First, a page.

Two world maps: The mission and the popular vote.

  • #51
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CaptainQuasar:
which is one of the major reasons why the Iraq War was completely unjustified and the Bush administration had to fabricate intelligence to get anyone to go along with it.
ThomasT:
It seems that a majority of US and worldwide poll respondents view the US invasion of Iraq as a violation of international law and as being accomplished partly through lies and propaganda orchestrated by the Bush administration.
Yes, this is a fair summary. And maybe 50% of the American people would agree given the voting figures on tuesday.

If this is so, why hasn't some sort of formal investigation of this been started -- either by the US Congress or by some international group?
It probably won't happen in the US in a hurry, if at all. Not because people ( the Dems ?) don't want to do it, but because it would be too divisive at this time.

The best we can hope for is an end to an insane foreign policy driven by religious bigotry, and a return to Realpolitik.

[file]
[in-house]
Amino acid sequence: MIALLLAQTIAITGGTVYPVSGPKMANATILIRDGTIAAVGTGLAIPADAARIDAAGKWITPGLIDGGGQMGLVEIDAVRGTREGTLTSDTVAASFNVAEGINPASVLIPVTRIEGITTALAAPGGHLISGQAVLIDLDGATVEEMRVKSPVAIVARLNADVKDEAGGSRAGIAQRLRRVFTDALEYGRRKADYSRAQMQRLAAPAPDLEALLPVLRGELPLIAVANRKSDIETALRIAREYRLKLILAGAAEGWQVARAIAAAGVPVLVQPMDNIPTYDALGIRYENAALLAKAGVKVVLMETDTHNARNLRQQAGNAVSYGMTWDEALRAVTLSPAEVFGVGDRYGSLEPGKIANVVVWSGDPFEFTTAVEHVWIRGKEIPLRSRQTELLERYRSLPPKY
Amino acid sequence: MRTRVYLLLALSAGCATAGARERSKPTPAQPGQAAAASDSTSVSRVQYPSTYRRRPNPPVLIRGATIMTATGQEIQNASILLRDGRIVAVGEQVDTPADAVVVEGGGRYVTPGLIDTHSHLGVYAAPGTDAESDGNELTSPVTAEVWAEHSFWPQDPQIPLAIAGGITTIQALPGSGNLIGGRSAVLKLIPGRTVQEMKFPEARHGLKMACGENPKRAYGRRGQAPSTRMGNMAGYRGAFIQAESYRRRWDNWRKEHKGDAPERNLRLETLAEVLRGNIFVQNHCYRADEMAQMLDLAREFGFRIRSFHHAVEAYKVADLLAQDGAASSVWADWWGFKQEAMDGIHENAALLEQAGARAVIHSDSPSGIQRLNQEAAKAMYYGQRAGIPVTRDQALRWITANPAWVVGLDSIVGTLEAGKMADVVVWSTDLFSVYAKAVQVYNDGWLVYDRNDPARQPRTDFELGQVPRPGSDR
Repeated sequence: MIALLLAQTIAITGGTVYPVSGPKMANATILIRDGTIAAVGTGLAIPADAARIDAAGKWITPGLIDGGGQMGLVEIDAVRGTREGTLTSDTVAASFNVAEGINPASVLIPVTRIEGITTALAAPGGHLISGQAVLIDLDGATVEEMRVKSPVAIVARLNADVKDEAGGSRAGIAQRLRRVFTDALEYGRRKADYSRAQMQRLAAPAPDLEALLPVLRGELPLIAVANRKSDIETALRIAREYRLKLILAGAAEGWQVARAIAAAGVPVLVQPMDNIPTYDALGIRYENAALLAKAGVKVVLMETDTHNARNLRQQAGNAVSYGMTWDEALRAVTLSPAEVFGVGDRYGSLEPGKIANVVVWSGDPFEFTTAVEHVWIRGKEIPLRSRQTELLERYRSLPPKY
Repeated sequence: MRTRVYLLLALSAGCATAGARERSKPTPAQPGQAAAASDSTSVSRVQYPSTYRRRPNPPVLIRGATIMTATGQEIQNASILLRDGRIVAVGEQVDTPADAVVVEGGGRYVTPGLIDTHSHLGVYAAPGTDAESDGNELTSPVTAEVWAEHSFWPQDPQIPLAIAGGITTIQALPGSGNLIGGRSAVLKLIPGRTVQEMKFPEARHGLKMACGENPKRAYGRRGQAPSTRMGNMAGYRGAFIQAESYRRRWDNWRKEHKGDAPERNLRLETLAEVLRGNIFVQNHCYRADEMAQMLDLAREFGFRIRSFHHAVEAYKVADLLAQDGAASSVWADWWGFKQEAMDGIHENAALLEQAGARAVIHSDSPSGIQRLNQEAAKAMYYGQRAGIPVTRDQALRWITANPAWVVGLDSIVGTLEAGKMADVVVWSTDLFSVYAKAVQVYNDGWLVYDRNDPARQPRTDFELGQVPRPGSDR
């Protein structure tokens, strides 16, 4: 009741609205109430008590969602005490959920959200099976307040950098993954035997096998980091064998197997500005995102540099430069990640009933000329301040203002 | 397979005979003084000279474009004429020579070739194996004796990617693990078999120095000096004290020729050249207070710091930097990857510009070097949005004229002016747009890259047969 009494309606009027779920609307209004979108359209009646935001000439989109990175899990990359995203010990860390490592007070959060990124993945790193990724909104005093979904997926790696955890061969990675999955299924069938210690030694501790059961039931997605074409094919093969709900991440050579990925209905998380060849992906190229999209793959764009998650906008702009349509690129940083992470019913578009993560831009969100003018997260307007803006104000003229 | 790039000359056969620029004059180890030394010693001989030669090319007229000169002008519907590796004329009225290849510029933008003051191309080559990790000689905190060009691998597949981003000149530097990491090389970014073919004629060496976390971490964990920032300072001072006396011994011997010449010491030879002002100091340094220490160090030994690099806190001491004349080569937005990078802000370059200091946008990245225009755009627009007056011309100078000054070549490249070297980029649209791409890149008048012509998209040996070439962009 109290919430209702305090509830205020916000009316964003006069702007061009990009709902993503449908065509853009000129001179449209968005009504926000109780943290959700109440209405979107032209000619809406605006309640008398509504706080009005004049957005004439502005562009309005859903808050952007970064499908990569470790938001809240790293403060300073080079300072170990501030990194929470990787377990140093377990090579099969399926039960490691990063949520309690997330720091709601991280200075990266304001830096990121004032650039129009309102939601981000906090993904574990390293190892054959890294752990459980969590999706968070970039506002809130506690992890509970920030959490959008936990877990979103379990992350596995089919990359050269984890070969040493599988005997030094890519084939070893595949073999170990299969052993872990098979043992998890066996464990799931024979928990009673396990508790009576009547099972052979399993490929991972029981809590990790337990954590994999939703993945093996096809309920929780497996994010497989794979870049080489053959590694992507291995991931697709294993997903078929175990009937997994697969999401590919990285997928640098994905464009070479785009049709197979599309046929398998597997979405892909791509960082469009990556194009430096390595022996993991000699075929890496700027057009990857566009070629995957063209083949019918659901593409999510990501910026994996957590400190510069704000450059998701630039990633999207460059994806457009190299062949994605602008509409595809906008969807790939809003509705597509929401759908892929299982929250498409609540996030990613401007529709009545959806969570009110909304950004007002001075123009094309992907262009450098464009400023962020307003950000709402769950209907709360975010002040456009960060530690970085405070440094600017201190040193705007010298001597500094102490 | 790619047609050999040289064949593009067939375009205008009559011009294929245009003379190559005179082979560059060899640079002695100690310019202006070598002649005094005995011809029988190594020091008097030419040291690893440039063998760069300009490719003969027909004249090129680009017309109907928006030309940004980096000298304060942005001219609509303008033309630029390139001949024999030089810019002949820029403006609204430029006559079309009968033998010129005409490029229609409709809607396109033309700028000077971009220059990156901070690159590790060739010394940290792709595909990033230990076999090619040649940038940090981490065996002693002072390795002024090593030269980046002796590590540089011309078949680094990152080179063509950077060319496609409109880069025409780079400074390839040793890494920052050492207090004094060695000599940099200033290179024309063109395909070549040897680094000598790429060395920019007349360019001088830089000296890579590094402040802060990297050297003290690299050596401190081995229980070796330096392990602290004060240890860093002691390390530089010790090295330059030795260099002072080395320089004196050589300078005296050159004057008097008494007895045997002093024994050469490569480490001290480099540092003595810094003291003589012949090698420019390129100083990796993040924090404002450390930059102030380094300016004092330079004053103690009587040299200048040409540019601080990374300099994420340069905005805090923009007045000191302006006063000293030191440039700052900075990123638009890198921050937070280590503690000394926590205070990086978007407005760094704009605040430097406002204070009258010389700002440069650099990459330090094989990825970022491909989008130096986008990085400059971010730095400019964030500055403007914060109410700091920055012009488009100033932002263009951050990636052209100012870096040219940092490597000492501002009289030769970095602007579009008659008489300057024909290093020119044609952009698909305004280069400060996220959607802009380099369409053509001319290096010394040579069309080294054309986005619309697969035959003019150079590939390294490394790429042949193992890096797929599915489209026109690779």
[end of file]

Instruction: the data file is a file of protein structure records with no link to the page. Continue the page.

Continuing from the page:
But this is all discussed in the 'Iraq War' thread, so not strictly appropriate in this thread.
 
  • #52
To tie it all back to the original theme of the thread, these are the reasons that the election of Obama over his more hawkish opponent being favored by people around the world is not a simple matter of those foreigners being selfish. Avoiding things like precedents for preemptive war and unjust wars like the Iraq invasion are in the interest of everybody in the global community of nations, including Americans.
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  • #53
One other point on an item from mheslep's list:

-Saddam continues to fund Hamas Jihadists.
That would be the democratically-elected government of Palestine, BTW. Saddam funding them does not look any different to me from the U.S. funding and supplying weapons and military training to governments and groups all over the world who are often very nasty characters - including all the funding and weapons that probably ended up being given directly to members of Sunni death squads in Iraq! (That link goes to a posting from a liberal blog but note the direct quote from General Mixon at the bottom.)

I'm not saying that Saddam was a nice guy because of that, just that when it's something we do ourselves it obviously does not constitute some urgent justification to initiate a preemptive war.